The COVID-19 pandemic has fundamentally changed our understanding of the type of business risks faced by boards. The impact of a health crisis that could lead to a global economic depression, and the assumptions around risks are challenging boards in unforeseen ways.
Boards are charged with gaining the best return for the risk being taken with the capital of the company. COVID-19 brings a renewed focus on risk, new opportunities for return and the need for strategic focus and agility. Our work with boards of directors during the pandemic has highlighted nine themes. Some of them may be relevant to your board, others less so, but all are worthy of thought and consideration.
1. Supply Chains
The disruption to supply chains highlights their connected nature locally and globally. From the availability of shipping containers constrained by the Chinese lockdown in early 2020, to the impact of the aviation crisis on the timeliness of the movement of perishable goods. All businesses will review costs, risk, reliability and contingency in their supply and distribution chains.
2. Adaptability and agility
Necessity is the mother of invention. The need to move fast and break things in order to adapt and respond to a health and economic shock have heightened the pace of innovation. Recent months have demonstrated business agility to cut through regulation and inertia.
It has speeded up the manufacture and approval of hand sanitising materials, ventilators and test kits. It has turned the trickle of people working from home into a torrent and forced the broadband economy into overdrive. The associated risks have required guidance and support around cyber security, privacy and confidentiality when working from home. It’s also becoming increasingly important as the months roll by that the physical and mental health of employees must be prioritised and supported.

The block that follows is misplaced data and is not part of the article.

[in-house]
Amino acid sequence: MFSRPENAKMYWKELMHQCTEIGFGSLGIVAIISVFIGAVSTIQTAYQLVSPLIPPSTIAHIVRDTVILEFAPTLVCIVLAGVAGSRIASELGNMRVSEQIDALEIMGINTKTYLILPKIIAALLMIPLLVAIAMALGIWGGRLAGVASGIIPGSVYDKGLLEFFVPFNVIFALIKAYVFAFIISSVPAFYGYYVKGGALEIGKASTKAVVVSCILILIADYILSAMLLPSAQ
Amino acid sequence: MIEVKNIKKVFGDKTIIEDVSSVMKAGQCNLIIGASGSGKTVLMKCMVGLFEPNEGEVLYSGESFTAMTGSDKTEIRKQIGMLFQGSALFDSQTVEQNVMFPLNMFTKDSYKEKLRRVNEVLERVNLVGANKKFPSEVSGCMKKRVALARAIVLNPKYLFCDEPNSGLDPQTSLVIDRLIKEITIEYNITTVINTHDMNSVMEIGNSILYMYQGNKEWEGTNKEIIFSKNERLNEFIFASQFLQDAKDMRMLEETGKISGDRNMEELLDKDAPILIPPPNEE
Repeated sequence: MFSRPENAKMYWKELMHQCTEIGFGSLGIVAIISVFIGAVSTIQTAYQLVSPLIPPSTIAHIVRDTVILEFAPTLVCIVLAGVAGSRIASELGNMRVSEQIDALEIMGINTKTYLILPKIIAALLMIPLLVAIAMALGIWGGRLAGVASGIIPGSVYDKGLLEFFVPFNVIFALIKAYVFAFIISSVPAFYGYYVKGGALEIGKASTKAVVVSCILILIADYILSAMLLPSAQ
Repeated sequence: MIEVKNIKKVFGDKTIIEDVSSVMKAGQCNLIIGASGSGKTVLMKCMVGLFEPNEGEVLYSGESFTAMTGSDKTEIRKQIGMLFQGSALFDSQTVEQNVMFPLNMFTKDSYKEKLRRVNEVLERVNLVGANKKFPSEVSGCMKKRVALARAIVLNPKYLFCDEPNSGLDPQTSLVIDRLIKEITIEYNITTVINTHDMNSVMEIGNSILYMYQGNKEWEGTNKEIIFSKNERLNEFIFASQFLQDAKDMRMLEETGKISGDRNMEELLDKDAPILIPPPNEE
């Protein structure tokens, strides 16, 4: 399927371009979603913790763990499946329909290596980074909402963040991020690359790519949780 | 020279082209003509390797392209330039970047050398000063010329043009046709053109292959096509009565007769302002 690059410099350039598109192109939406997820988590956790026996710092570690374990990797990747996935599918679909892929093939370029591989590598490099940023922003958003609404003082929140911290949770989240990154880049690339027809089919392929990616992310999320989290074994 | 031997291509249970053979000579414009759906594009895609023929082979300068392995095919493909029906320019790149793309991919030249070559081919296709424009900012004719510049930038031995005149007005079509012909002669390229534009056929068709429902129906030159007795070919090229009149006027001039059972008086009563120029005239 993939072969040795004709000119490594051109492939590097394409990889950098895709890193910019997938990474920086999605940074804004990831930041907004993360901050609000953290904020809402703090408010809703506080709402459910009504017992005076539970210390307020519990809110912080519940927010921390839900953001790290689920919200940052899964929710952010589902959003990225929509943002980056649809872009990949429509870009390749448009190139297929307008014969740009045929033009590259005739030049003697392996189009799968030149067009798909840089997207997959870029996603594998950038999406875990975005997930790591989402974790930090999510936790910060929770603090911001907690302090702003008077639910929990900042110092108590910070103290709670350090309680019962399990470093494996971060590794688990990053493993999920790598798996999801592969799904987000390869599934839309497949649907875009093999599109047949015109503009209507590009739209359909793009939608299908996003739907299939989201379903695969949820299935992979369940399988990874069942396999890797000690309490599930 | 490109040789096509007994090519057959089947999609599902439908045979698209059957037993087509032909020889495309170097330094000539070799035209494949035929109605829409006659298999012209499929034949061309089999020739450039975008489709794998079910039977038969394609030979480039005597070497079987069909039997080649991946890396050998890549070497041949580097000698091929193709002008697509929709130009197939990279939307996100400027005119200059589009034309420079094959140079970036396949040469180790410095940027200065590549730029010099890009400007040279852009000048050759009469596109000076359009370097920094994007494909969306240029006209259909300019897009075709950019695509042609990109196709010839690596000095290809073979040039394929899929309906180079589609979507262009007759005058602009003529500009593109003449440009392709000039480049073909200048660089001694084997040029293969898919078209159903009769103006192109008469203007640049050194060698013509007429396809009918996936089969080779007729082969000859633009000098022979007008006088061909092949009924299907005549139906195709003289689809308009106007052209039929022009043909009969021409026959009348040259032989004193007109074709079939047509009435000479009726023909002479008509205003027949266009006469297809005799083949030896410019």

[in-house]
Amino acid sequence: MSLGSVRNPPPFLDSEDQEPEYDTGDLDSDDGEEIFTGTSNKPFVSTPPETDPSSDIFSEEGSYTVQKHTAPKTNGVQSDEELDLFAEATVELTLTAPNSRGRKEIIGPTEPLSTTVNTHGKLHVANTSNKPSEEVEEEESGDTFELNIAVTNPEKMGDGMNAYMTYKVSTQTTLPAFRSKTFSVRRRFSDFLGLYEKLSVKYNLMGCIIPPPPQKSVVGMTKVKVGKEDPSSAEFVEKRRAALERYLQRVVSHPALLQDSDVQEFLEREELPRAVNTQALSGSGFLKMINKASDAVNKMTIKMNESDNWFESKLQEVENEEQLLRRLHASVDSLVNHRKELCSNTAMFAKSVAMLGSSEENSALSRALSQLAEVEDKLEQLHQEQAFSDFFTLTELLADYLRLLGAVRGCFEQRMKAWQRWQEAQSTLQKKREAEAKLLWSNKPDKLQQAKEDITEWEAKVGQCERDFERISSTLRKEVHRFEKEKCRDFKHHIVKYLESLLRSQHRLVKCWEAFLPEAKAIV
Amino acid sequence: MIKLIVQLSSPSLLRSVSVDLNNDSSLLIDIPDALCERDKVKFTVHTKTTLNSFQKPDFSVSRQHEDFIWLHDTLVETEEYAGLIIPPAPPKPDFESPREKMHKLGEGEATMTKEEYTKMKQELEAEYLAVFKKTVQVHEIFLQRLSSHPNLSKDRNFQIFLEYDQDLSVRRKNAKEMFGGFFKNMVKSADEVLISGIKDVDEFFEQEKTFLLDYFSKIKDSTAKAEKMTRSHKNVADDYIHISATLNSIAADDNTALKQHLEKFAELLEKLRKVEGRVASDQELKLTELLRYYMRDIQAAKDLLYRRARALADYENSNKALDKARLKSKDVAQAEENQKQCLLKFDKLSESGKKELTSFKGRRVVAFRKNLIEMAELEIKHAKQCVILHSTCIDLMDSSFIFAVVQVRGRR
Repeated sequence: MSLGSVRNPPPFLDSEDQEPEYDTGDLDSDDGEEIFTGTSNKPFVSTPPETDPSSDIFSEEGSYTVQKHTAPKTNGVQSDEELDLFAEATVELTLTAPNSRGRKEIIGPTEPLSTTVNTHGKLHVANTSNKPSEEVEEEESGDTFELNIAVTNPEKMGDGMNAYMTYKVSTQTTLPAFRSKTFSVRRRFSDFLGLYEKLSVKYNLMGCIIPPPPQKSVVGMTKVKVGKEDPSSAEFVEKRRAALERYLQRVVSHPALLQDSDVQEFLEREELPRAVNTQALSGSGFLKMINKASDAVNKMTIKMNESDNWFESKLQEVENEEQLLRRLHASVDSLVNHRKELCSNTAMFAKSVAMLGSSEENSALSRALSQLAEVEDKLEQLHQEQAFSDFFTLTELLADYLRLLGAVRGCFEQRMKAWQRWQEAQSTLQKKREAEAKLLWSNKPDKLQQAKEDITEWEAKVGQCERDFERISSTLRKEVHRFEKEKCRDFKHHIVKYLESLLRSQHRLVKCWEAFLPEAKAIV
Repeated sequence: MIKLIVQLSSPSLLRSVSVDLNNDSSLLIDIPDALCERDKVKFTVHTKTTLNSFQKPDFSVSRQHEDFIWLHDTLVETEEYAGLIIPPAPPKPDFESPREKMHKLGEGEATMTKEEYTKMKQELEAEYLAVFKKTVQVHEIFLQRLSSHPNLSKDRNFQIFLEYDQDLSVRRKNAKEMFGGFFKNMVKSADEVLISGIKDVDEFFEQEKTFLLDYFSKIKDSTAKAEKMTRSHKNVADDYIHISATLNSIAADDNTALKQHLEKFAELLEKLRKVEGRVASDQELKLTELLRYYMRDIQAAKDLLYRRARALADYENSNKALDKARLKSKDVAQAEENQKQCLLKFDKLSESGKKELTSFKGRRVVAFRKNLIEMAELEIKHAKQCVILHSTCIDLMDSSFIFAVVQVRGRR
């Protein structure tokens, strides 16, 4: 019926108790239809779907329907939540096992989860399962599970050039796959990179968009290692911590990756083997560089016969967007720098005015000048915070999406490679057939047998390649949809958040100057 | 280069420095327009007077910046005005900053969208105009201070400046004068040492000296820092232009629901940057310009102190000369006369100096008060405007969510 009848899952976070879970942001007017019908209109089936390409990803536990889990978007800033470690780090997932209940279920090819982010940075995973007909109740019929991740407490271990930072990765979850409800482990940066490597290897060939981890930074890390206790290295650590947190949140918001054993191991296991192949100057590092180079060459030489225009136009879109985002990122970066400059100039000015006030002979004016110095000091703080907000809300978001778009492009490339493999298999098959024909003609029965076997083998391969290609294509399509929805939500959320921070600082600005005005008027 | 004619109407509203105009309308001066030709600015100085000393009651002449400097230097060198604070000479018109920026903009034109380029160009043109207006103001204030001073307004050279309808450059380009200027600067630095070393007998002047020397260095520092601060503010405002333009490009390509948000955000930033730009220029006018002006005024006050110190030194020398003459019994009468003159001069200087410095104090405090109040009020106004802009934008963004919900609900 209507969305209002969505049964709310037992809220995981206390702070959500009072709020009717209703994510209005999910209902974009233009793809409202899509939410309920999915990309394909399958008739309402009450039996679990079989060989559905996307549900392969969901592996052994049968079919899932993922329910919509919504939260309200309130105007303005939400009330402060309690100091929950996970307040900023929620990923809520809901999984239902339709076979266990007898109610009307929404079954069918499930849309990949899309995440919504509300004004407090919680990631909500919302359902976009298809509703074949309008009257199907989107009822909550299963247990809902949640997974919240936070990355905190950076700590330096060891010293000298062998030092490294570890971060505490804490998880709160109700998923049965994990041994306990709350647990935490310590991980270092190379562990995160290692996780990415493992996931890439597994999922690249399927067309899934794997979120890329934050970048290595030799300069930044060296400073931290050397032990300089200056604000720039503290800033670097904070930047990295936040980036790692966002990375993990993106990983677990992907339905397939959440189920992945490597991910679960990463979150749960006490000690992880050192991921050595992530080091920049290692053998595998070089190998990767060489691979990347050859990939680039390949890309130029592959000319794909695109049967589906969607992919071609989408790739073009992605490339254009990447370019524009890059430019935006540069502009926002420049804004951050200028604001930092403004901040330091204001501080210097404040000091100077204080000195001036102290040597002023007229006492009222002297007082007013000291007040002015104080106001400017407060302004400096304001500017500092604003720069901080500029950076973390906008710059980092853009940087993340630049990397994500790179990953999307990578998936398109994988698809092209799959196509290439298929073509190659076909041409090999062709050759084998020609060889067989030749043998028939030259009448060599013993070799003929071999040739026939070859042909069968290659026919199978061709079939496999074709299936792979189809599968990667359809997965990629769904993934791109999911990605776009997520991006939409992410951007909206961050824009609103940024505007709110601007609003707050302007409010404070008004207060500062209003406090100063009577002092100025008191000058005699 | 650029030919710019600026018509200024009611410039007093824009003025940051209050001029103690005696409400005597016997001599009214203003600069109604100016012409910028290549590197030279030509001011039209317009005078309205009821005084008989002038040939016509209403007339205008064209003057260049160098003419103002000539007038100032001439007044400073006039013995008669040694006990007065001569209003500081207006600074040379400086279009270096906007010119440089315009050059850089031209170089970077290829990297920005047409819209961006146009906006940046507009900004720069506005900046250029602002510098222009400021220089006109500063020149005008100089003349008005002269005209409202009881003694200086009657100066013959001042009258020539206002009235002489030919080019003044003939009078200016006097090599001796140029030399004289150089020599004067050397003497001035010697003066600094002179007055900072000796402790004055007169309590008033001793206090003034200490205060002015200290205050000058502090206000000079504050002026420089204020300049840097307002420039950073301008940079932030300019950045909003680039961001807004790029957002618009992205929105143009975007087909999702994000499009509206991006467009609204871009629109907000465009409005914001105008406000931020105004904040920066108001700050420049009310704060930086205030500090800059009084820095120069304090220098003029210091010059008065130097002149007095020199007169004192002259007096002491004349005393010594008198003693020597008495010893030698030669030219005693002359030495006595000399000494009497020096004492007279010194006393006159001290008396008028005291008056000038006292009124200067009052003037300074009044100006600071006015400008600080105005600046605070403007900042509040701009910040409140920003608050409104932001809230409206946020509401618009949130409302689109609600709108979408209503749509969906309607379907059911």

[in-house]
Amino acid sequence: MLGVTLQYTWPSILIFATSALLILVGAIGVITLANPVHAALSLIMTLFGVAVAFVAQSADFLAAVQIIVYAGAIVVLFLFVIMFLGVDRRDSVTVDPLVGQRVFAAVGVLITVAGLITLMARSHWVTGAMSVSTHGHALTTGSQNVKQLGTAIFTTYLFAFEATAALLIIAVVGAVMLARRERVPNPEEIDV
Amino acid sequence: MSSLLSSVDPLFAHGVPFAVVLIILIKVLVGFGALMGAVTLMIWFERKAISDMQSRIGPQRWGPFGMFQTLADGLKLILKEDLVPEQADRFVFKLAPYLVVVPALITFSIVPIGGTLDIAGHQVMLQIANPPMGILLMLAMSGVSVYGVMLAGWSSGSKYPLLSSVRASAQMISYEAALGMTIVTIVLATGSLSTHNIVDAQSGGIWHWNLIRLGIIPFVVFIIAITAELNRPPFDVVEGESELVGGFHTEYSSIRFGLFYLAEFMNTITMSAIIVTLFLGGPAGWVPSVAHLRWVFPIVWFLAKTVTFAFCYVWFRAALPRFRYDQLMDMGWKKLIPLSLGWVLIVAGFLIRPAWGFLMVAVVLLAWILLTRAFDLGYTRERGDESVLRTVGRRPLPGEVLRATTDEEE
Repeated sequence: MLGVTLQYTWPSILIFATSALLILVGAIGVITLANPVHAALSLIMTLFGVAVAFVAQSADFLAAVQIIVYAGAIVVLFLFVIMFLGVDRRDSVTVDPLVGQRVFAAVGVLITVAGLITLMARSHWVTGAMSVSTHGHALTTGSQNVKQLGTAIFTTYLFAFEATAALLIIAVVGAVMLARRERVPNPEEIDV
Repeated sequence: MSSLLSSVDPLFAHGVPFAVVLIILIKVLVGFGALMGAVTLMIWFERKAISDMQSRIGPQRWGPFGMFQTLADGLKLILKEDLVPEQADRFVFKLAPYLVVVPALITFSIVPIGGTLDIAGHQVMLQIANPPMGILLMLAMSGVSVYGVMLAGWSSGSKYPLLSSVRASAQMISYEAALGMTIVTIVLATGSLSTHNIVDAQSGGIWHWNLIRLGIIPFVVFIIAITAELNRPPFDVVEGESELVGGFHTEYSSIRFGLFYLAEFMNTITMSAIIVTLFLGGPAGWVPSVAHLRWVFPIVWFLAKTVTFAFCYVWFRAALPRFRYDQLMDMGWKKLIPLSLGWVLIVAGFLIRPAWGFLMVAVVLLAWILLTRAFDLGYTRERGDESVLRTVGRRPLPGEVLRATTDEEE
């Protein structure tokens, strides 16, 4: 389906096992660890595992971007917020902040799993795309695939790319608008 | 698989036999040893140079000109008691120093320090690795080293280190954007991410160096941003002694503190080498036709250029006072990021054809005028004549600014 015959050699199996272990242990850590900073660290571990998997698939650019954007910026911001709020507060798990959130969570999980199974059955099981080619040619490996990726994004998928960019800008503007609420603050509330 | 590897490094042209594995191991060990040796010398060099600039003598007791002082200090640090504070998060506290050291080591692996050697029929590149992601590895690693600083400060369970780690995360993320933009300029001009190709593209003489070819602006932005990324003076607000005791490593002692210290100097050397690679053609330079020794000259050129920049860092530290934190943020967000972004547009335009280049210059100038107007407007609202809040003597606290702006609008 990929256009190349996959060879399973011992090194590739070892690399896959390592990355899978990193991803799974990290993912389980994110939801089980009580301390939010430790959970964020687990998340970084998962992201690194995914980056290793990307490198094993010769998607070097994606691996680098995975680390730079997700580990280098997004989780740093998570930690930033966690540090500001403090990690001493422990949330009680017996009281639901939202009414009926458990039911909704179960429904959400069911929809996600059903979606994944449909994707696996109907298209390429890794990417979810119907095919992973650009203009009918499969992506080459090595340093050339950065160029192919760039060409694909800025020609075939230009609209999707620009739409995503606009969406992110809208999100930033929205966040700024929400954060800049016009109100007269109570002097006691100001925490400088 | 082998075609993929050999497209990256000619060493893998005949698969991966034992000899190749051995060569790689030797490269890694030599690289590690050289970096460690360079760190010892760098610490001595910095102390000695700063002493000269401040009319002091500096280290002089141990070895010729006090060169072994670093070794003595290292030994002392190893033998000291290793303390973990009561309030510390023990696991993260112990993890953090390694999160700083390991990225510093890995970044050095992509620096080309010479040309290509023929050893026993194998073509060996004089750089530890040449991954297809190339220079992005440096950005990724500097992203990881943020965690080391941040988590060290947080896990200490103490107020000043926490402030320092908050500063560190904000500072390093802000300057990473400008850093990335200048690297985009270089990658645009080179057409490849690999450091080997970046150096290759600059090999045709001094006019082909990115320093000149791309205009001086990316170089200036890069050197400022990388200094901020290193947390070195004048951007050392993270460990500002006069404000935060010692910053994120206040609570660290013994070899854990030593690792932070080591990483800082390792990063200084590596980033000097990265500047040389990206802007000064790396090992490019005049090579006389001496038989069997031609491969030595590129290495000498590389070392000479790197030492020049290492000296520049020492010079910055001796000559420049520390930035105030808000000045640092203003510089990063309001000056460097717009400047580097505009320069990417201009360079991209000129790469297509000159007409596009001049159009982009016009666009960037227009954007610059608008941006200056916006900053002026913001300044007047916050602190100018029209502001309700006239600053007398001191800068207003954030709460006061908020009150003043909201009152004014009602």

3. A weakened consumer
Consumer sentiment and spending have been hit hard by COVID-19. Uncertainty and fear have affected many working on the frontlines who are lucky enough to remain fully employed. Many have taken leave or are managing on reduced hours. Those who have lost their livelihoods and employment will draw upon savings, credit and the government for support. As a result, consumer priorities and spending are shifting creating winners and losers.
4. Weakened businesses
Cash flow and cash reserves are everything. The initial response and tactics employed to stay afloat must move to long term thinking, planning and strategy to ensure businesses that survive can rebuild and thrive in a post pandemic world, particularly with vaccines coming on stream. A focus on existing customers through clear communications and provision of excellent service will enable businesses to explore new ways of operating.
5. Pressure on industry
There will be winners and losers with consolidation leading to the survival of the fittest. There will be the prospect of strategic intervention in businesses, for example, some national and regional airlines being supported by public funding, while others are not. The criticality of every business value proposition will come to the fore. Membership based organisations, in particular, will have to assess their value add to members or risk extinction.
6. It’s all about the people stupid!
Businesses are generating and destroying trust with the way they work with their people. Mistakes made at this time will sear the culture of organisations and trust in boards and CEOs. Trust, honesty and openness through clear and regular communication at all levels is key.
Consider how you protect your staff, customers and suppliers in an environment that will continue to be risky. Take heed of government and public health expert advice to craft and constantly evolve a plan together with your people. Ask them to maintain a working environment in which they feel safe. Innovative solutions may well emerge.
7. From survive to thrive
How do we move our mindset from survive to thrive in a new and different world? How do we evolve our business model to ensure it will see us through the next ten years? How will we grow the top line revenue? What does this mean for board directors in the way they fulfil their roles in strategy and risk?
8. How sustainable is your business in a post pandemic world?
What does sustainability look like for your business in a world that has been woken from its sleepwalk into climate disaster? How much further do your environmental, social and governance (ESG) commitments need to go? Is profit your sole motivation, or do you have a broader agenda? What business opportunities does this create for your business, and how will your board seize the opportunities to thrive?
9. Think circles of influence
Consider the political cycle. Some national leaders have demonstrated leadership during the pandemic and now enjoy high levels of approval, while others haven’t and don’t respectively. Where the pandemic has been perceived as not being handled well by the government or where there are elections it’s important boards look ahead at possible new leaders and adapting their circles of influence strategy accordingly.